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Home > Catalog > The Cambridge Handbook of Evolutionary Ethics
The Cambridge Handbook of Evolutionary Ethics


  • Page extent: 342 pages
  • Size: 247 x 174 mm
  • Weight: 0.6 kg
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 (ISBN-13: 9781107589605)

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$29.99 (G)

Evolutionary ethics - the application of evolutionary ideas to moral thinking and justification - began in the nineteenth century with the work of Charles Darwin and Herbert Spencer, but was subsequently criticized as an example of the naturalistic fallacy. In recent decades, however, evolutionary ethics has found new support among both the Darwinian and the Spencerian traditions. This accessible volume looks at the history of thought about evolutionary ethics as well as current debates in the subject, examining first the claims of supporters and then the responses of their critics. Topics covered include social Darwinism, moral realism, and debunking arguments. Clearly written and structured, the book guides readers through the arguments on both sides, and emphasises the continuing relevance of evolutionary theory to our understanding of ethics today.


Introduction Michael Ruse and Robert J. Richards; Part I. Historical: 1. Ethics, evolution and the a priori: Ross on Spencer and the French sociologists Hallvard Lillehammer; 2. Nietzsche's rejection of nineteenth-century evolutionary ethics Jeffrey O'Connell; 3. American pragmatism, evolution, and ethics Trevor Pearce; 4. The path to the present Abraham H. Gibson; 5. Social Darwinism and market morality: a modern-day view for evolutionary ethics Naomi Beck; Part II. For Evolutionary Ethics: 6. Darwinian evolutionary ethics Michael Ruse; 7. Human morality: from an empirical puzzle to a metaethical puzzle Richard Joyce; 8. Evolution and the epistemological challenge to moral realism Justin Horn; 9. Evolutionary naturalism and valuation Richard A. Richards; 10. Evolutionary ethics, a theory of moral realism Robert J. Richards; 11. Moral mismatch and abolition Ben Fraser; Part III. Against Debunking Arguments: 12. Moral realism and evolutionary debunking arguments Russ Shafer-Landau; 13. Why Darwinism does not debunk objective morality William J. FitzPatrick; 14. Debunking arguments: mathematics, logic, and modal security Justin Clarke-Doane; 15. Evolution and the missing link (in debunking arguments) Uri D. Leibowitz and Neil Sinclair; 16. Better than our nature? Evolution and moral realism, justification and progress Michael Vlerick; Part IV. Elaborations: 17. Darwinian ethics: biological individuality and moral relativism Frédéric Bouchard; 18. Evolutionary psychology, feminist critiques thereof, and the naturalistic fallacy Lynn Hankinson Nelson; 19. A theological evaluation of evolutionary ethics Michael L. Peterson.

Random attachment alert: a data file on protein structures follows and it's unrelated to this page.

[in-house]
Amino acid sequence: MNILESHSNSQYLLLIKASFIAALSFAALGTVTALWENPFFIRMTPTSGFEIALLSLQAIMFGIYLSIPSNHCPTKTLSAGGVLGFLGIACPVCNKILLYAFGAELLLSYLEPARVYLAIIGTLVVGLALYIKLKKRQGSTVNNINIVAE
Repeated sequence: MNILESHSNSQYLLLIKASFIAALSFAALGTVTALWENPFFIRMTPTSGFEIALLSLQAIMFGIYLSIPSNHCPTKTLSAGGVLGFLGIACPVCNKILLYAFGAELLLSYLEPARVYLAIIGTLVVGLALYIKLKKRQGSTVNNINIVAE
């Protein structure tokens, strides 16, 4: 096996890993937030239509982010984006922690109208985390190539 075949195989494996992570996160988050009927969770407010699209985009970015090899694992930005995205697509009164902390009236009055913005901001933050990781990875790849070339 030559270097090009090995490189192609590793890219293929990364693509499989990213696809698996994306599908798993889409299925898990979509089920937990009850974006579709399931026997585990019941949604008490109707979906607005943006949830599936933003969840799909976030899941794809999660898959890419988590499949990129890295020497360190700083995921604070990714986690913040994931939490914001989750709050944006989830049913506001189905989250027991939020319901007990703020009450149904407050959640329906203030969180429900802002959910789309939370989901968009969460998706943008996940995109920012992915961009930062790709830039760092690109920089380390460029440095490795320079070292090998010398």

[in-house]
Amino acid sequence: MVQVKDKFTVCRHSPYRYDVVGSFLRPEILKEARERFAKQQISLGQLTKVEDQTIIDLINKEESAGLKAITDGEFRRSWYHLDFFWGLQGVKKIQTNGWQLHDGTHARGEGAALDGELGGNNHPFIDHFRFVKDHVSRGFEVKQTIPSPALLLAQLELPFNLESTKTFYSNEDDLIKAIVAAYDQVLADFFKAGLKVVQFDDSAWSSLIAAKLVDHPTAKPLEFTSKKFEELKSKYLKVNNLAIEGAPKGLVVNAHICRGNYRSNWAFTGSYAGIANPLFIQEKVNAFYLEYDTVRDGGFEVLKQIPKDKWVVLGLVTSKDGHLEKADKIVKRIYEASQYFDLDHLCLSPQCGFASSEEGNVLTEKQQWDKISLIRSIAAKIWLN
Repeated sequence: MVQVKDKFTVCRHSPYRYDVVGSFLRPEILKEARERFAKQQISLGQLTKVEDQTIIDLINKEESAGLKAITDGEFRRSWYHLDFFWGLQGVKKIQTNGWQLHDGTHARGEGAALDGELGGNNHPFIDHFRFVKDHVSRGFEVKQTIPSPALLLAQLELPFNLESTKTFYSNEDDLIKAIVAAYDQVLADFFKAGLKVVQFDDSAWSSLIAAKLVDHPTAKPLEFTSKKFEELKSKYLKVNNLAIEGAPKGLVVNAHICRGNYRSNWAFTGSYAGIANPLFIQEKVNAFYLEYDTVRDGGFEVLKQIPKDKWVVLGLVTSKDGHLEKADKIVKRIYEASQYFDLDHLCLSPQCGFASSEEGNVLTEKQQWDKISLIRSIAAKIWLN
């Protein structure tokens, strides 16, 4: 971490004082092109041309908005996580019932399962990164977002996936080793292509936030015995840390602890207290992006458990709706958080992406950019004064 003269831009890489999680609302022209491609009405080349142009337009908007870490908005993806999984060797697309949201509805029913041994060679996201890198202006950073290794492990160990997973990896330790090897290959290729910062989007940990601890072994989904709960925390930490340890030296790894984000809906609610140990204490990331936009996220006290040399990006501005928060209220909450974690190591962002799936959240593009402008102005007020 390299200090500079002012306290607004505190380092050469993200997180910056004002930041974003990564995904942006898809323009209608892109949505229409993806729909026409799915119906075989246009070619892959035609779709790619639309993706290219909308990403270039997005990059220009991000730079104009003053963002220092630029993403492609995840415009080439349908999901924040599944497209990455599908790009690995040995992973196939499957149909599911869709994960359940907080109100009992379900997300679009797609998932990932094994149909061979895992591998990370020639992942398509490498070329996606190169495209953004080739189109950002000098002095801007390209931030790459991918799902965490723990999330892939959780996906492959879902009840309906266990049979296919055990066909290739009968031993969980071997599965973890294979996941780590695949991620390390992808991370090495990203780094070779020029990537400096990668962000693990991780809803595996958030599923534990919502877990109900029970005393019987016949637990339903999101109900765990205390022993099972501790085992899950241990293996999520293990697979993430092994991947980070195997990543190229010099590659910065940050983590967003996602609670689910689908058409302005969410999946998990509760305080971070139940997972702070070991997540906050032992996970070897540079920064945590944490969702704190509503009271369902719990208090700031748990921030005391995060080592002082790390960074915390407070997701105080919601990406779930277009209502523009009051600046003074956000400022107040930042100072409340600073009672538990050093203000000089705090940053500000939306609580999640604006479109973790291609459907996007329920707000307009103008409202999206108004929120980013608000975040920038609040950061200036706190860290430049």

'No comprehensive understanding of where the debates over evolutionary ethics currently lie would be possible without The Cambridge Handbook. It is an indispensable guide to critical philosophical disputes.' Scott M. James, Metascience


Michael Ruse, Robert J. Richards, Hallvard Lillehammer, Jeffrey O'Connell, Trevor Pearce, Abraham H. Gibson, Naomi Beck, Richard Joyce, Justin Horn, Richard A. Richards, Robert J. Richards, Ben Fraser, Russ Shafer-Landau, William J. FitzPatrick, Justin Clarke-Doane, Uri D. Leibowitz, Neil Sinclair, Michael Vlerick, Frédéric Bouchard, Lynn Hankinson Nelson, Michael L. Peterson

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